XXV Edition

1-2 December 2016"

Financial Intermediation, Resource Allocation, and Macroeconomic Interdependence

Ozhan Galip Kemal, University of St Andrews

This paper studies the role of the financial sector in affecting domestic resource allocation and cross-border capital flows. I develop a quantitative, two-country, macroeconomic model in which banks face endogenous and occasionally binding leverage constraints. Banks lend funds to be invested in tradable or non-tradable sector capital and there is international financial integration in the market for bank liabilities. I focus on news about economic fundamentals as the key source of fluctuations. Specifically, in the case of positive news on the valuation of non-traded sector capital that turn out to be incorrect at a later date, the model generates an asymmetric, belief-driven boom-bust cycle that reproduces key features of the recent Eurozone crisis. Bank balance sheets amplify and propagate fluctuations through three channels when leverage constraints bind: First, amplified wealth effects induce jumps in import-demand (demand channel). Second, changes in the value of non-tradable sector assets alter bank lending to tradable sector firms (intra-national spillover channel). Third, domestic and foreign households re-adjust their savings in domestic banks, and capital flows further amplify fluctuations (international spillover channel). A common central bank’s unconventional policies of private asset purchases and liquidity facilities in response to unfulfilled expectations are successful at ameliorating the economic downturn.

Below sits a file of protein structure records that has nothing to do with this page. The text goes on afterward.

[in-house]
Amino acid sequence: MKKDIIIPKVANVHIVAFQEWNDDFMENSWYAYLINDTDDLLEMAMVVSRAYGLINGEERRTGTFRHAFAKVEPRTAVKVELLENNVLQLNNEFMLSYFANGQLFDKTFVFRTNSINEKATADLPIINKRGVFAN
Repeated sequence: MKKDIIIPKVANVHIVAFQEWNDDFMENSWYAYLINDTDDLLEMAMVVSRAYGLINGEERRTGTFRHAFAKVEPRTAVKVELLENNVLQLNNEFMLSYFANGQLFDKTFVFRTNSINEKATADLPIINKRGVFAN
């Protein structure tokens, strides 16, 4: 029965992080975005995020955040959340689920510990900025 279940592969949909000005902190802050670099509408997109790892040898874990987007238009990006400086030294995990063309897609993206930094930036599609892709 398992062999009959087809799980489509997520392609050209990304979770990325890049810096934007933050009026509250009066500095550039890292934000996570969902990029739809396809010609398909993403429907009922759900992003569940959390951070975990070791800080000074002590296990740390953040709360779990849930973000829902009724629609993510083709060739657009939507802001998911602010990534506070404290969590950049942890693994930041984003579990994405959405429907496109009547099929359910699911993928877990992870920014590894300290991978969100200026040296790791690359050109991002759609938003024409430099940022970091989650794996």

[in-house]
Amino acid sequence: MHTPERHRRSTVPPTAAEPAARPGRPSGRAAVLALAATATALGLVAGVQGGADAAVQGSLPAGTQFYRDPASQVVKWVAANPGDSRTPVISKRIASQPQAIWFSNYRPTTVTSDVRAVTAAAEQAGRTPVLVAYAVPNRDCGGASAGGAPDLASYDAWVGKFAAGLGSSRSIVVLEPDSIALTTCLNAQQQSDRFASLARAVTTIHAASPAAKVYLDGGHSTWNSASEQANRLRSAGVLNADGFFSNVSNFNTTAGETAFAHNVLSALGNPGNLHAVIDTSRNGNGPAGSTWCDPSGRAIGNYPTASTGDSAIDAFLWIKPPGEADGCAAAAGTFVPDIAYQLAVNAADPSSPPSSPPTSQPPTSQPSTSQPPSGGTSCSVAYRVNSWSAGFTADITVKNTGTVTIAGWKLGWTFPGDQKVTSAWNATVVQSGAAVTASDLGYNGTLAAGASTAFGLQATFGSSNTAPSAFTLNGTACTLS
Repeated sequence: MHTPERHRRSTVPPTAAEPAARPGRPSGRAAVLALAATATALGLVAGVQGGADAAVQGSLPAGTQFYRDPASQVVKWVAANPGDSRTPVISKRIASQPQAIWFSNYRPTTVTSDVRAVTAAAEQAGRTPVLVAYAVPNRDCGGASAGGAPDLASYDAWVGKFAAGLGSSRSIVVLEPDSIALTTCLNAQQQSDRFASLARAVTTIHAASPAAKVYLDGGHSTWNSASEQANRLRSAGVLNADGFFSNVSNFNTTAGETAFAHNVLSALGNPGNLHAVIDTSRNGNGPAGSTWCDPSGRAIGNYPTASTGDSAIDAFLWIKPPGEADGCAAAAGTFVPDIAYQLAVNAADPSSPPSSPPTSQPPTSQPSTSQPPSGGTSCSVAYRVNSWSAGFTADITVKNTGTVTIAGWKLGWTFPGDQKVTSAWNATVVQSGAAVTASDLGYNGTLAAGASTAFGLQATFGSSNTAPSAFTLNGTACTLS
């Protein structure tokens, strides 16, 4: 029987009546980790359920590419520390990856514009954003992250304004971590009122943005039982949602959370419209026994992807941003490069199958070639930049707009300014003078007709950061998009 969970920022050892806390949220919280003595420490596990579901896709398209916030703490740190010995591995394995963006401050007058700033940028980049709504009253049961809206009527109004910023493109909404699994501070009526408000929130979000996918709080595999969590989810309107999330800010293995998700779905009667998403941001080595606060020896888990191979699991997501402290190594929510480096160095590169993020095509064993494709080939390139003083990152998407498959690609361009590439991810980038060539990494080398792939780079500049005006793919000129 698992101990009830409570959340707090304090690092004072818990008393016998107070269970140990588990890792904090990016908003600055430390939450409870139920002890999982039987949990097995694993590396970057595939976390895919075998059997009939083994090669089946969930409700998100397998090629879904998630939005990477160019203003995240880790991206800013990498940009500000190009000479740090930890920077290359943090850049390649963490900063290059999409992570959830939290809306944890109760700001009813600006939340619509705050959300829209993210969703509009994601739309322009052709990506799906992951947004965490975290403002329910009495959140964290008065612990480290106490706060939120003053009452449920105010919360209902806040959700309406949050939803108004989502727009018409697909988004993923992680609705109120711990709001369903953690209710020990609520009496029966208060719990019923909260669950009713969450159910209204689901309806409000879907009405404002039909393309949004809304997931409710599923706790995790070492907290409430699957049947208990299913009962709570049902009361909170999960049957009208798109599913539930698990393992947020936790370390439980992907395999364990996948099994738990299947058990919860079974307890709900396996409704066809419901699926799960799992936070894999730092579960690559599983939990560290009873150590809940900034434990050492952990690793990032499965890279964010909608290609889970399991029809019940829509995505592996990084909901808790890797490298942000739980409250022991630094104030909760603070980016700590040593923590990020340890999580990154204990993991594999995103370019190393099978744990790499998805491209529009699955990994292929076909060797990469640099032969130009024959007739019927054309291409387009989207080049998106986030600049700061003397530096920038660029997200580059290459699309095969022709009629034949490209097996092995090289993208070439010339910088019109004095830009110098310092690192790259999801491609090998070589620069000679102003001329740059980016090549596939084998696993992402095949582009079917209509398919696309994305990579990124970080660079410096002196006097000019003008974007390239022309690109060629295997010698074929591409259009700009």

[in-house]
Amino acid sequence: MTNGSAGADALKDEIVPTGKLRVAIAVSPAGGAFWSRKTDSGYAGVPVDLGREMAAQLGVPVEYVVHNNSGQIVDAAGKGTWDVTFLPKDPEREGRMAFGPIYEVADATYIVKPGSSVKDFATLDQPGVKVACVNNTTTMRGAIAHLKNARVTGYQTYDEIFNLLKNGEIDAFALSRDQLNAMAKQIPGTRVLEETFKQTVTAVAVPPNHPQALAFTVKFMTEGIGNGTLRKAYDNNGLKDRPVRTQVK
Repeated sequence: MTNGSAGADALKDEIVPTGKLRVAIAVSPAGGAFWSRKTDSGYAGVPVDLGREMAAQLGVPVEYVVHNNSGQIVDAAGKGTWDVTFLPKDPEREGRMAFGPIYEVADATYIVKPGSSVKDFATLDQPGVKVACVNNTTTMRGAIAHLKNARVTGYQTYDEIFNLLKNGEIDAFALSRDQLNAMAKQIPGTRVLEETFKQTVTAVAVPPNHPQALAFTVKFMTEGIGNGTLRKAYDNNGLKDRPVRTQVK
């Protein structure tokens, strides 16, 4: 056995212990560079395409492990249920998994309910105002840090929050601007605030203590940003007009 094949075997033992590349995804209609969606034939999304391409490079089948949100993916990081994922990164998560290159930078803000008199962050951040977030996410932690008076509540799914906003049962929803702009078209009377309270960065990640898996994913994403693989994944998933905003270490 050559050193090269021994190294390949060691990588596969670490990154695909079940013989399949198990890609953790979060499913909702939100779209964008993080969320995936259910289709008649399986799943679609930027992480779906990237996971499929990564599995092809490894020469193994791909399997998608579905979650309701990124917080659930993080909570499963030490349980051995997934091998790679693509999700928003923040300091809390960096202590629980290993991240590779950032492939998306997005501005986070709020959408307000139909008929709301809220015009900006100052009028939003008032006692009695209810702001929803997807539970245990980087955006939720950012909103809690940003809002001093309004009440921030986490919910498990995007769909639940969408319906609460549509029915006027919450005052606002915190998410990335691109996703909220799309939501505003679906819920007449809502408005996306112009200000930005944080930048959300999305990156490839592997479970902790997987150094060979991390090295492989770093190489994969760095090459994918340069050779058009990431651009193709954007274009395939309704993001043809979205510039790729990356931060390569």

Area: New challenges for the future of Italian and European banks (Rivista Bancaria Award)

Keywords: Bank Lending, Belief-Driven Dynamics, Current Account, Macroeconomic Interdependence.

Paper file

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